Hawaii’s Kilauea volcano has erupted from its summit, shooting a dusty plume of ash 9100m into the sky.
Mike Poland, a geophysicist with the US Geological Survey (USGS), confirmed the explosion took place on Friday (Thursday at 4.15am local time).
The powerful explosions began with “ballistic blocks” the size of microwave ovens shooting from the volcano, after a new zone of Mount Kilauea began erupting almost two weeks ago.
Lava flows have already destroyed at least 26 houses and 10 other structures and forced up to 2000 people to leave their homes.
Residents of the Big Island were warned to urgently seek shelter as the plume engulfed a wide area and reports more explosions were imminent, the USGS warned.
Explosions in Kilauea’s crater sparked an aviation red alert due to risks the ash plume could blow into aircraft routes and damage jet engines.
These steam-driven blasts could send hurling 10-12 ton boulders up to 800m and scatter pebble-sized rocks over 20km, the USGS said.
This type of eruption has the potential to carpet the Big Island in much thicker ash than current dustings and possibly spread the powder and volcanic smog across the Hawaiian islands and farther afield if it enters the stratosphere.
“This morning dense ballistic blocks up to 60cm across were found in the parking lot a few hundred metres from Halemaumau (Kilauea’s crater),” the USGS said in a statement.
“These reflect the most energetic explosions yet observed and could reflect the onset of steam-driven explosive activity.”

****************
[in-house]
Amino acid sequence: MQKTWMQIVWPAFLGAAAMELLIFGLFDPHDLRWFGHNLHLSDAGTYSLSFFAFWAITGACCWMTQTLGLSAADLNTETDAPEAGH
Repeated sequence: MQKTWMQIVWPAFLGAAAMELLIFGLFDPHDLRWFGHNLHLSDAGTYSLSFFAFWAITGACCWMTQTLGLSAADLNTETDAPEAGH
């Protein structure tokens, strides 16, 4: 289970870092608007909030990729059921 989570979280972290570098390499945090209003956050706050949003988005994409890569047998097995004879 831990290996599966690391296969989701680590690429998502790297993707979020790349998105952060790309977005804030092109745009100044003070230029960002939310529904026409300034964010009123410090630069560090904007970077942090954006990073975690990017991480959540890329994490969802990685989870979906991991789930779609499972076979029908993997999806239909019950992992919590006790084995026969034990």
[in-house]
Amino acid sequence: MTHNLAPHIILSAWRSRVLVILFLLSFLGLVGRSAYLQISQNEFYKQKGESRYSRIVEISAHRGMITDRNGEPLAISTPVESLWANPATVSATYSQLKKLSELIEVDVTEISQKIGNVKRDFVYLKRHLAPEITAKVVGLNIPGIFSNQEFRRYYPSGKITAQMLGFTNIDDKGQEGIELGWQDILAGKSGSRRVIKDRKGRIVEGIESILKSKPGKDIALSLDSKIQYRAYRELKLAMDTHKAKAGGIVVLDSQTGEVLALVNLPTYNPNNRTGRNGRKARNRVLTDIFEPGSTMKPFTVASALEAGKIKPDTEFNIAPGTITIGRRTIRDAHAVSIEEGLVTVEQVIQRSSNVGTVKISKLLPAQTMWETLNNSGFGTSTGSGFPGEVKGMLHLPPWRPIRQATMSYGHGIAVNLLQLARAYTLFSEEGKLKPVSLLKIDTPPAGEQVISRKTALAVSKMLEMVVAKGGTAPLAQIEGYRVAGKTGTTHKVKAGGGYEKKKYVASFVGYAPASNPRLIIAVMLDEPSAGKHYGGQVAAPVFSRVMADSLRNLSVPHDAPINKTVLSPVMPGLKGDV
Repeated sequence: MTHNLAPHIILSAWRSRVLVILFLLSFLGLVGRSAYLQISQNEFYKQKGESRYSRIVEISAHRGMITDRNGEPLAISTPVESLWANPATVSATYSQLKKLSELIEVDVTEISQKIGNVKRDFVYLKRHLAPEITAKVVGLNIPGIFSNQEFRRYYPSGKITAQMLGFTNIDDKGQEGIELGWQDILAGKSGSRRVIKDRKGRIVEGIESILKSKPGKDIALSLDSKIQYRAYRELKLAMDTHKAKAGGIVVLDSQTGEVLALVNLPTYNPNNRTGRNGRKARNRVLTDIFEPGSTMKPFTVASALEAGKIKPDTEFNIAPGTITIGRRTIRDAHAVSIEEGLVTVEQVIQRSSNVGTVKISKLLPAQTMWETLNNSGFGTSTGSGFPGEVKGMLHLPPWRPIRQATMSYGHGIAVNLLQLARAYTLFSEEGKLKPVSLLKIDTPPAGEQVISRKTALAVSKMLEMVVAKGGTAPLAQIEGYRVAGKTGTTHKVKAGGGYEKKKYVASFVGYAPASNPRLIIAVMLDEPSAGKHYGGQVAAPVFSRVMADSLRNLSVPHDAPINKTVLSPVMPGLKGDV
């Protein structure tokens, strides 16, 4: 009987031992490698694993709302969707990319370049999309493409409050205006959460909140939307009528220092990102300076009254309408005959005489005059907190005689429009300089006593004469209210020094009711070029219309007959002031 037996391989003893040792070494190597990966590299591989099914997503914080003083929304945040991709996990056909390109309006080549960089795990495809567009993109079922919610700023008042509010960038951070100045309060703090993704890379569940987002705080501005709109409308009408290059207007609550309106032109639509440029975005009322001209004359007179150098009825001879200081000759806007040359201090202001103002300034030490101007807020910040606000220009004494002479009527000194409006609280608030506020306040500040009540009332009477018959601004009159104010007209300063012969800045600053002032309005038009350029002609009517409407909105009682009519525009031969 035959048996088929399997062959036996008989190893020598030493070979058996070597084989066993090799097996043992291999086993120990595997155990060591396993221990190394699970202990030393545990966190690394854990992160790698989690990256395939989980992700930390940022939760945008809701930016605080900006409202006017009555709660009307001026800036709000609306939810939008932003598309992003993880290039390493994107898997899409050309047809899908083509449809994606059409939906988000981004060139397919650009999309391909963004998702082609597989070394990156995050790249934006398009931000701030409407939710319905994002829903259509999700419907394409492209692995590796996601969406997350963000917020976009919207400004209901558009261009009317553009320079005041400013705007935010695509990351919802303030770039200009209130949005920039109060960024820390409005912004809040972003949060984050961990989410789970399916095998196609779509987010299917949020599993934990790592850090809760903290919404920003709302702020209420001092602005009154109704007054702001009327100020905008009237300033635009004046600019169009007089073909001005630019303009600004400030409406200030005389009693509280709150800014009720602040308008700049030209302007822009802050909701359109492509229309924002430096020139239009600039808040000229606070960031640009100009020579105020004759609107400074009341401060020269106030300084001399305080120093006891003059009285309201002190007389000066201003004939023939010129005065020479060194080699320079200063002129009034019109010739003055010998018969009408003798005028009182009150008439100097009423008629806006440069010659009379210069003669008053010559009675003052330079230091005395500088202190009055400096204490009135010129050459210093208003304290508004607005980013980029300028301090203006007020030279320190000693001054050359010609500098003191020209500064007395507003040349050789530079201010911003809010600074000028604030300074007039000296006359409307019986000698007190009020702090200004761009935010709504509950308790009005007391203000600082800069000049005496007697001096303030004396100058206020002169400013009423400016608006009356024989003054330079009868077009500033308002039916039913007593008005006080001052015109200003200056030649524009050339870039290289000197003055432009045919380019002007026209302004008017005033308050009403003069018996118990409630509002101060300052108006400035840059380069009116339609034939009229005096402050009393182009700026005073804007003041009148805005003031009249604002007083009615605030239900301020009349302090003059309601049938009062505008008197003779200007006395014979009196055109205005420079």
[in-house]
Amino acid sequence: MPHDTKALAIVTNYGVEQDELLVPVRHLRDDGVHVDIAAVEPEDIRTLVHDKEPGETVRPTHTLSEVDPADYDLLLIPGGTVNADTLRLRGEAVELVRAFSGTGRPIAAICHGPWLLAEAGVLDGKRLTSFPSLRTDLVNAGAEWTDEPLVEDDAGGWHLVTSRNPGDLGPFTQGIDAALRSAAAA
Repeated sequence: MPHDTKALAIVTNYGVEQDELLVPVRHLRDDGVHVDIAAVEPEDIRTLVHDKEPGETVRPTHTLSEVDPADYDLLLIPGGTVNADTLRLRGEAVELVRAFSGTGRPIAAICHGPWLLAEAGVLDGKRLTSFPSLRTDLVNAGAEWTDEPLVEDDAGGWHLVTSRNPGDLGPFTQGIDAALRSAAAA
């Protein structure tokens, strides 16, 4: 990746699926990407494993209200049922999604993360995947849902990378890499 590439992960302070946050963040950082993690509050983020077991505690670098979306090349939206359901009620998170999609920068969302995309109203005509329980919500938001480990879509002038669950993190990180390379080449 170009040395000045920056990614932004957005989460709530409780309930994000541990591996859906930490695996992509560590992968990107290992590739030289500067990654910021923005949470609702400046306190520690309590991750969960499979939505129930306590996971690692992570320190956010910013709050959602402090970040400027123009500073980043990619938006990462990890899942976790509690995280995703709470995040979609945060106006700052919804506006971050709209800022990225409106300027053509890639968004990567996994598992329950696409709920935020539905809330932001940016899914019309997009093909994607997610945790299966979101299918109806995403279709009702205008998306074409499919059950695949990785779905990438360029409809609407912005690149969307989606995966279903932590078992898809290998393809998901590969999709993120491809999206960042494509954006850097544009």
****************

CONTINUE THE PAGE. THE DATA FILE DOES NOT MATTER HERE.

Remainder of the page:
A 4.2 magnitude earthquake at the volcano prompted authorities to issue an alert reassuring rattled Big Island residents that there was no risk of a tsunami from the volcanic activity.
The crater sits within the Hawaii Volcanoes National Park, which has been closed since May 11.
Officials have said they did not expect the explosion to be deadly as long as people remained out of the park.
Kilauea is one of the world’s most active volcanoes. An eruption in 1924 killed one person and sent rocks, ash and dust into the air for 17 days.
Boulders the size of refrigerators
Scientists warned on May 9 that a drop in the lava lake at the summit could create conditions for an explosion that could fling ash and boulders the size of refrigerators into the air.
Scientists predicted it would mostly release trapped steam from flash-heated groundwater released as though it was a kitchen pressure cooker.
Nearby communities may be showered by pea-size fragments or dusted with nontoxic ash, they said.
Kilauea volcano has been erupting continuously since 1983.
It’s one of five volcanoes that comprise the Big Island of Hawaii, and the only one currently erupting.